LOS ANGELES — A former CNN employee has new life in seeking claims of alleged bias and discrimination against the media juggernaut after a recent ruling by the California Court of Appeal.

In a divided decision, according to www.bna.com, the court ruled on Dec. 13 that CNN could not dismiss fired writer and producer Stanley Wilson's case alleging racial bias against the network, court documents show. Wilson, a black man, originally sued CNN after being fired for allegedly plagiarizing parts of a news piece that never ran.

At the center of this case are Strategic Lawsuits Against Public Participation, or SLAPP laws. These laws exist to provide extra protections for First Amendment activities. According to California anti-SLAPP laws, a case may be dismissed if a party's right to validly express free speech is infringed upon.

And that's exactly what happened the first time Wilson tried suing CNN, as the network argued that allowing Wilson's claims to proceed would affect it's First Amendment rights to defend against plagiarism. The Superior Court upheld that motion.

But the Court of Appeal begged to differ, saying that CNN had not fully satisfied the anti-SLAPP law. The case, according to the law's text, must show that a plaintiff's claim "arises in an act of furtherance" of an employer's free-speech rights in connection to public interest or issues.

The majority opinion, written by justices Elwood Lui and Victoria Chaney, said that the alleged discrimination against Wilson did not count as acts furthering CNN's free-speech rights. In short, it was decided that media companies have no right to invoke anti-SLAPP statutes against employees who claim discrimination that are in news-gathering or writing positions.

SLAPP law expert, attorney and University of San Diego School of Law guest lecturer James Moneer said this interpretation of anti-SLAPP statutes is incorrect.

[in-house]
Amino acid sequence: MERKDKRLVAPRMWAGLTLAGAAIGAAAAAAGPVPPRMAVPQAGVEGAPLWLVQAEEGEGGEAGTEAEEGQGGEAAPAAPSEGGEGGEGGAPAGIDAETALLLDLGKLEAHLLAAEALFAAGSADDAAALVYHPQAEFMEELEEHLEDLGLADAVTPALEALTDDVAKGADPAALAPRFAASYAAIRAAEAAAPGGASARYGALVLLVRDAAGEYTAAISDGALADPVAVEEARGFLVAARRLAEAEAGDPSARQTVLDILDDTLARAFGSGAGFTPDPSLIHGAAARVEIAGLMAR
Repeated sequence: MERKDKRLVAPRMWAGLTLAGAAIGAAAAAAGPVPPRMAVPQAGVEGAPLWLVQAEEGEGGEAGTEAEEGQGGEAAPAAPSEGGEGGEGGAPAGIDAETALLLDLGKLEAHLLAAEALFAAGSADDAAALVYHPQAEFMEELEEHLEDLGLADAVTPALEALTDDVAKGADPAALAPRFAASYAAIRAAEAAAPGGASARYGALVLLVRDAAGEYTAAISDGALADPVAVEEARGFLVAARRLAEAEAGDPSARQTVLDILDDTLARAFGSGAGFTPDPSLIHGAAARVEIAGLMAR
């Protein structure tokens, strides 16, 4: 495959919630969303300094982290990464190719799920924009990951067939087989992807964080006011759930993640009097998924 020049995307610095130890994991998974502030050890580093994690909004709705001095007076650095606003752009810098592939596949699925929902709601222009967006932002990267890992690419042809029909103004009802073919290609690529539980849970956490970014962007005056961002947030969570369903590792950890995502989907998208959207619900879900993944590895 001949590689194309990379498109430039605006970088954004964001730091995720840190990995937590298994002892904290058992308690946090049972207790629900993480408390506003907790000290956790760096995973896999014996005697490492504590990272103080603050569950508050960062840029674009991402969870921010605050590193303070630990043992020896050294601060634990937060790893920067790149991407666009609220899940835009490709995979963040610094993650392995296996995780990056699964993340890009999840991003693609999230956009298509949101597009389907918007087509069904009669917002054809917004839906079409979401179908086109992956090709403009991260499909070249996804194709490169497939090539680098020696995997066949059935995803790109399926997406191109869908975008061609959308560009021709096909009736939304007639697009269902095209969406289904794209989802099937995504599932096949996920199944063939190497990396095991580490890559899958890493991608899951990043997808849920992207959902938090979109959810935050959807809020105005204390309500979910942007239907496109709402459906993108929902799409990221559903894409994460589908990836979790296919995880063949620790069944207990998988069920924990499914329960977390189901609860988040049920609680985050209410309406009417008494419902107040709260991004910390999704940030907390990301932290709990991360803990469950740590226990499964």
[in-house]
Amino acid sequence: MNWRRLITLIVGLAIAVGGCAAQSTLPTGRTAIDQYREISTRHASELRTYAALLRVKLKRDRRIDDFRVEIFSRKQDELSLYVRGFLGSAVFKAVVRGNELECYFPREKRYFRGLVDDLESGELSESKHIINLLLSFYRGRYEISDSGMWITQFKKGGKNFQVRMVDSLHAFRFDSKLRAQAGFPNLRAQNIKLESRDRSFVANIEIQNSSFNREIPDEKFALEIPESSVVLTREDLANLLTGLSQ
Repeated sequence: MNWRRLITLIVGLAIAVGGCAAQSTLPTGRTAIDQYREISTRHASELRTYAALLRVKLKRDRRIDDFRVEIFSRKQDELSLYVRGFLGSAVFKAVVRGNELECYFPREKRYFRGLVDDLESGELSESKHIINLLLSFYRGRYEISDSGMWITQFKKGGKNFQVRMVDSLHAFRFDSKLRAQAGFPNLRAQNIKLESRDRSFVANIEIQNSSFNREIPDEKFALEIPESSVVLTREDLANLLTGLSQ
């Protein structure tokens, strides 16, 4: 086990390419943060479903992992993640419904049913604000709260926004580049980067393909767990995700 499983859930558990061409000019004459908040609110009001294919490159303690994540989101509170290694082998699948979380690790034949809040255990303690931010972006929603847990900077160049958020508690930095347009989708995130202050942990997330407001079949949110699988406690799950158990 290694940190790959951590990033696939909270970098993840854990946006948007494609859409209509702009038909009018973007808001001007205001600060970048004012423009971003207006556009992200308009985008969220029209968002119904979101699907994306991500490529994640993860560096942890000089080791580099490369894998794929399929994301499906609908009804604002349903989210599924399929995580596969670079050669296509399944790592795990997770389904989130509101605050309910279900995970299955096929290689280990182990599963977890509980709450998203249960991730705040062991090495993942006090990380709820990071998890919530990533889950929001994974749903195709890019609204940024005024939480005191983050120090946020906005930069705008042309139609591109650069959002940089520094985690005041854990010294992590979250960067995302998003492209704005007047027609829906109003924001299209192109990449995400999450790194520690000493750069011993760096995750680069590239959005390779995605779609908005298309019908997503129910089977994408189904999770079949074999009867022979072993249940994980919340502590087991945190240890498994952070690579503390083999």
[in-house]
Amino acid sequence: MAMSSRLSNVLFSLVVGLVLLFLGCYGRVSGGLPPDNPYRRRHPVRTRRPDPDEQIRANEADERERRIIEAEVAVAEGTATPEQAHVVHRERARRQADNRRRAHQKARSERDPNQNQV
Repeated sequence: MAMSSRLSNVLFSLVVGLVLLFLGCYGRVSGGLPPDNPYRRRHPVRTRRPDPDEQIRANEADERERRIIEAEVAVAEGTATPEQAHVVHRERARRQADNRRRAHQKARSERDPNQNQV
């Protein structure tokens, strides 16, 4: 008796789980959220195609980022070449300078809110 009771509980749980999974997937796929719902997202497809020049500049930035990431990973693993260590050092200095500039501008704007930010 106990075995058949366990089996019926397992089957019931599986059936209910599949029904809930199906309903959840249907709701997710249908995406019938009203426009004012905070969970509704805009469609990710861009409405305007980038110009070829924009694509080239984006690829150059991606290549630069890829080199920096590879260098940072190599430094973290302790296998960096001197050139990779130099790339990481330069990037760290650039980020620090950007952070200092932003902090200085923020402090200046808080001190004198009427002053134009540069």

"The majority justices, I can tell they're new," Moneer told The Northern California Record. "They either don't understand SLAPP or they're part of the camp of appellate courts that are trying to, I believe, reach a result ... and sort of just try to justify it later on."

Presiding Justice Frances Rothschild wrote in her dissenting opinion that the network was correct in applying the anti-SLAPP statutes against Wilson, because his job as a writer and producer of the news connects him to public interest. For purposes of the anti-SLAPP statutes, Rothschild said that Wilson's role at the company did indeed count as acts in furtherance of CNN's free-speech rights, as the network expresses free speech when reporting the news and Wilson's job was to help with that.  

Furthermore, Rothschild wrote that Wilson's discrimination claim and anti-SLAPP lawsuit are not one in the same, but different items. Moneer said that is the correct interpretation of the situation.

"The first thing that the majority got wrong was it (the anti-SLAPP statute) is not an immunity defense, it's not an affirmative defense," Moneer said. "It doesn't bar a cause of action."

The divided court's opinion is representative of a long-standing split on interpreting public interest in a narrow or broad lens, according to Horitz and Levy partner and SLAPP law expert Jeremy Rosen.

"I think this case is right for review by the supreme court to resolve that split," Rosen told The Northern California Record. "Because if the Supreme Court doesn't, then courts of appeal are going to continue to go in completely different directions and not give consistent guidance to the lower courts and litigants."

That definition of what constitutes public interest is what this case is riding on, according to Moneer.

"You see the attorneys representing the media defendants ... they typically do a good job of getting these cases before the California Supreme Court and resolving these conflicts in favor of a broad, plain-language interpretation," Moneer said. "And that's really what's at stake here."  

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